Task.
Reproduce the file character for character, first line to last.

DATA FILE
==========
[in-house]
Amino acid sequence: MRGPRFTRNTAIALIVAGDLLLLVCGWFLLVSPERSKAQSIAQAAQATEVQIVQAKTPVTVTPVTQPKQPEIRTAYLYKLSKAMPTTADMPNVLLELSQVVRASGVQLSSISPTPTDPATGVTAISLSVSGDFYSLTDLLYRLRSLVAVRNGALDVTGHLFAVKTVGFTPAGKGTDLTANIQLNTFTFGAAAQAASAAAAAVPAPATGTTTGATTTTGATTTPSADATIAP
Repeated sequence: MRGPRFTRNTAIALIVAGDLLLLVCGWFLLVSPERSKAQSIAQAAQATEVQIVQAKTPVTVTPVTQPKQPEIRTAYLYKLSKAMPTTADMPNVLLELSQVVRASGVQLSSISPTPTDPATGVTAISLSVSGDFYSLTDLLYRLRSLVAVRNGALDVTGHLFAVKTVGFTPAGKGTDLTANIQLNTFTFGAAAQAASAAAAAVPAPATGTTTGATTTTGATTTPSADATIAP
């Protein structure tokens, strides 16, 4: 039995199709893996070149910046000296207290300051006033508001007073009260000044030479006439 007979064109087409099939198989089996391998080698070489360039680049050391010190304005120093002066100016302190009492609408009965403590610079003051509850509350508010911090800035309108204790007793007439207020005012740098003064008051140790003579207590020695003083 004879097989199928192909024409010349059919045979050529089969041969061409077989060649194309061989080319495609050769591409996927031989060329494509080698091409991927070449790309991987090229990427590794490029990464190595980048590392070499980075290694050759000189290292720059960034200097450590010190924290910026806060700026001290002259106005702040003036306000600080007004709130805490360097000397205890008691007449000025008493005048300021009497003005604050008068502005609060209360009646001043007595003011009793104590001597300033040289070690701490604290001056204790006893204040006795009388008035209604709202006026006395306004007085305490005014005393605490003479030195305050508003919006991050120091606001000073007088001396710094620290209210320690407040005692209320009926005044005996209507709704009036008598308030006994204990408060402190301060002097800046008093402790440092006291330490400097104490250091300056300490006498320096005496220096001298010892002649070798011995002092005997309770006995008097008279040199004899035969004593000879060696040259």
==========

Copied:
[in-house]
Amino acid sequence: MRGPRFTRNTAIALIVAGDLLLLVCGWFLLVSPERSKAQSIAQAAQATEVQIVQAKTPVTVTPVTQPKQPEIRTAYLYKLSKAMPTTADMPNVLLELSQVVRASGVQLSSISPTPTDPATGVTAISLSVSGDFYSLTDLLYRLRSLVAVRNGALDVTGHLFAVKTVGFTPAGKGTDLTANIQLNTFTFGAAAQAASAAAAAVPAPATGTTTGATTTTGATTTPSADATIAP
Repeated sequence: MRGPRFTRNTAIALIVAGDLLLLVCGWFLLVSPERSKAQSIAQAAQATEVQIVQAKTPVTVTPVTQPKQPEIRTAYLYKLSKAMPTTADMPNVLLELSQVVRASGVQLSSISPTPTDPATGVTAISLSVSGDFYSLTDLLYRLRSLVAVRNGALDVTGHLFAVKTVGFTPAGKGTDLTANIQLNTFTFGAAAQAASAAAAAVPAPATGTTTGATTTTGATTTPSADATIAP
């Protein structure tokens, strides 16, 4: 039995199709893996070149910046000296207290300051006033508001007073009260000044030479006439 007979064109087409099939198989089996391998080698070489360039680049050391010190304005120093002066100016302190009492609408009965403590610079003051509850509350508010911090800035309108204790007793007439207020005012740098003064008051140790003579207590020695003083 004879097989199928192909024409010349059919045979050529089969041969061409077989060649194309061989080319495609050769591409996927031989060329494509080698091409991927070449790309991987090229990427590794490029990464190595980048590392070499980075290694050759000189290292720059960034200097450590010190924290910026806060700026001290002259106005702040003036306000600080007004709130805490360097000397205890008691007449000025008493005048300021009497003005604050008068502005609060209360009646001043007595003011009793104590001597300033040289070690701490604290001056204790006893204040006795009388008035209604709202006026006395306004007085305490005014005393605490003479030195305050508003919006991050120091606001000073007088001396710094620290209210320690407040005692209320009926005044005996209507709704009036008598308030006994204990408060402190301060002097800046008093402790440092006291330490400097104490250091300056300490006498320096005496220096001298010892002649070798011995002092005997309770006995008097008279040199004899035969004593000879060696040259």